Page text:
A group of disgruntled Subaru owners is seeking class-action status for a lawsuit claiming the Japanese automaker's vehicles burn more engine oil than they should.
Filed last week in federal court in Camden, New Jersey, the suit alleges that some Subaru vehicles "prematurely burn off and/or consume abnormal and excessive amounts of engine oil." The lawsuit also claims that Subaru is aware of the issue and is sticking owners with costly repair bills.
The plaintiffs are hoping to achieve class-action status for owners of 2011-14 Forester crossovers, 2013 Legacy sedans and 2013 Outback wagons equipped with Subaru's 2.5L boxer engine. The lawsuit also includes 2012-13 Impreza and 2013 Crosstrek models equipped with the automaker's 2.0L boxer-four.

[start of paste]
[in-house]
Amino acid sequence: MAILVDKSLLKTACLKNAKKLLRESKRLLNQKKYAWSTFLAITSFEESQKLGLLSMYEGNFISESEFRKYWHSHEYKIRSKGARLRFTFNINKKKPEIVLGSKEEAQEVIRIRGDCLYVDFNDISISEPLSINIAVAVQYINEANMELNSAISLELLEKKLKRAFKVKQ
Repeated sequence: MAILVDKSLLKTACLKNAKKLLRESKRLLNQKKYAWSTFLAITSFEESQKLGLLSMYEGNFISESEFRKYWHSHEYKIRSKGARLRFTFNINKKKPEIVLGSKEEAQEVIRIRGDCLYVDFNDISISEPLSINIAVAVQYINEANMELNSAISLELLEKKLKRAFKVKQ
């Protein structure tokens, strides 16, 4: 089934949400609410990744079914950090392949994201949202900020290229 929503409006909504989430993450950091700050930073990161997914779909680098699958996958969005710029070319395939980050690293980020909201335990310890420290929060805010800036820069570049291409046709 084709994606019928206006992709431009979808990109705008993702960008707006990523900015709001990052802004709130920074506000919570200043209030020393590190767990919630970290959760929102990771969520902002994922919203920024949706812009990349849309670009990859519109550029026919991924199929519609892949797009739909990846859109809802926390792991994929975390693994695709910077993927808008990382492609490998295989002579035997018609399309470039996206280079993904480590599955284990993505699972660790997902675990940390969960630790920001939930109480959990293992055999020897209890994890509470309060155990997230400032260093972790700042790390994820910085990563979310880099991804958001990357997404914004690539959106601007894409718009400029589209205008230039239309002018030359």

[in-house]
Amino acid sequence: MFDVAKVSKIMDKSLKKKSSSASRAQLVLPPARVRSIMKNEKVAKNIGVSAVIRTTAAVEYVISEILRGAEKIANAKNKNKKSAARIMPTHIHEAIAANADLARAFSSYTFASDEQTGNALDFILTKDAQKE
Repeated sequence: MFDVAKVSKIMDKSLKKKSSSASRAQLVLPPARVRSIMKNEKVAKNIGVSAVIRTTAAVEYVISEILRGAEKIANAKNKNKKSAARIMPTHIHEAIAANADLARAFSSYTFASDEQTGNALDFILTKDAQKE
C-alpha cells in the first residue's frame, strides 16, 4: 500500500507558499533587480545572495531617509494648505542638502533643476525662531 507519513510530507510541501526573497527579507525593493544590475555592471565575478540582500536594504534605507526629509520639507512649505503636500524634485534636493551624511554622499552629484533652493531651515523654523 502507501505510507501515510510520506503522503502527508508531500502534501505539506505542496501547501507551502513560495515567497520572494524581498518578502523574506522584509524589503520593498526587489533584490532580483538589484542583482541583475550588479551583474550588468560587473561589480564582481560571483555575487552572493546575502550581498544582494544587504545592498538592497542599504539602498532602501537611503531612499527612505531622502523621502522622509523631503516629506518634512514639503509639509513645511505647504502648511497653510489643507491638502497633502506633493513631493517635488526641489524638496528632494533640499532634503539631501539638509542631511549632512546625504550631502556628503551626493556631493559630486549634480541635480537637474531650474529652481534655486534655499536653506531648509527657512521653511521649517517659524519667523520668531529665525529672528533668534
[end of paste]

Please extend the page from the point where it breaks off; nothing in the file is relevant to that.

The suit, filed on behalf of Subaru owners Keith Yaeger and Michael Schuler, claims that Subaru was aware of the problem and even issued a technical service bulletin due to some of its vehicles "experiencing abnormally high levels of engine oil consumption that warranted an intricate repair process to properly remedy," and identified "unanticipated wear of the oil control piston rings as the root cause of the oil consumption defect."
The lawsuit is seeking an unspecified amount for damages, but claims that some Subaru owners have spent as much as $8,000 on engine repairs related to the oil burning issues.
For its part, Subaru says its vehicles don't suffer from excessive oil consumption.
"While we believe the oil consumption of our vehicles to be within acceptable levels, we continually work to reduce the amount of consumable goods, such as oil, that our vehicles require to operate," company spokesman Michael McHale told USA Today.